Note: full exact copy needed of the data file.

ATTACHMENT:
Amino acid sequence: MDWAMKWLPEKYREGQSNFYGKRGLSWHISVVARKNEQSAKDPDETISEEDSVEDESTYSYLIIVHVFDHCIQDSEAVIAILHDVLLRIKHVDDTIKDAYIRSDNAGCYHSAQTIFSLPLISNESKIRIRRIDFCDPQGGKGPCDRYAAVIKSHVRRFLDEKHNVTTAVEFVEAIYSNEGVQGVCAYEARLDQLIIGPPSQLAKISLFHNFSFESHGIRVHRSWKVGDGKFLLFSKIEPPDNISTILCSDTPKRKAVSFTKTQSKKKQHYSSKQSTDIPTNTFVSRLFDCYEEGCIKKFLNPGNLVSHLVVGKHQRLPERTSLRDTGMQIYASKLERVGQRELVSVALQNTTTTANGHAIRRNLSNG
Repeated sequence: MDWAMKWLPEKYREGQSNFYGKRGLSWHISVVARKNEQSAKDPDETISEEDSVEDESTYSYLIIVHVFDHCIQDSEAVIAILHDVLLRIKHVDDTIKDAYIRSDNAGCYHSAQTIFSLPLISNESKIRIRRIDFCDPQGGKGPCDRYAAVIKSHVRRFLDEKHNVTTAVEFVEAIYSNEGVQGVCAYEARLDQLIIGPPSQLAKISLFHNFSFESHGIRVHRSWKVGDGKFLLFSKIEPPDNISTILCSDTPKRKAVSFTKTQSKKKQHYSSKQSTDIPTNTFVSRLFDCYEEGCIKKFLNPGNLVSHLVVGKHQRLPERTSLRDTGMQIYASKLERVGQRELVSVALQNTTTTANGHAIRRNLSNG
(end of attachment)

Amino acid sequence: MDWAMKWLPEKYREGQSNFYGKRGLSWHISVVARKNEQSAKDPDETISEEDSVEDESTYSYLIIVHVFDHCIQDSEAVIAILHDVLLRIKHVDDTIKDAYIRSDNAGCYHSAQTIFSLPLISNESKIRIRRIDFCDPQGGKGPCDRYAAVIKSHVRRFLDEKHNVTTAVEFVEAIYSNEGVQGVCAYEARLDQLIIGPPSQLAKISLFHNFSFESHGIRVHRSWKVGDGKFLLFSKIEPPDNISTILCSDTPKRKAVSFTKTQSKKKQHYSSKQSTDIPTNTFVSRLFDCYEEGCIKKFLNPGNLVSHLVVGKHQRLPERTSLRDTGMQIYASKLERVGQRELVSVALQNTTTTANGHAIRRNLSNG
Repeated sequence: MDWAMKWLPEKYREGQSNFYGKRGLSWHISVVARKNEQSAKDPDETISEEDSVEDESTYSYLIIVHVFDHCIQDSEAVIAILHDVLLRIKHVDDTIKDAYIRSDNAGCYHSAQTIFSLPLISNESKIRIRRIDFCDPQGGKGPCDRYAAVIKSHVRRFLDEKHNVTTAVEFVEAIYSNEGVQGVCAYEARLDQLIIGPPSQLAKISLFHNFSFESHGIRVHRSWKVGDGKFLLFSKIEPPDNISTILCSDTPKRKAVSFTKTQSKKKQHYSSKQSTDIPTNTFVSRLFDCYEEGCIKKFLNPGNLVSHLVVGKHQRLPERTSLRDTGMQIYASKLERVGQRELVSVALQNTTTTANGHAIRRNLSNG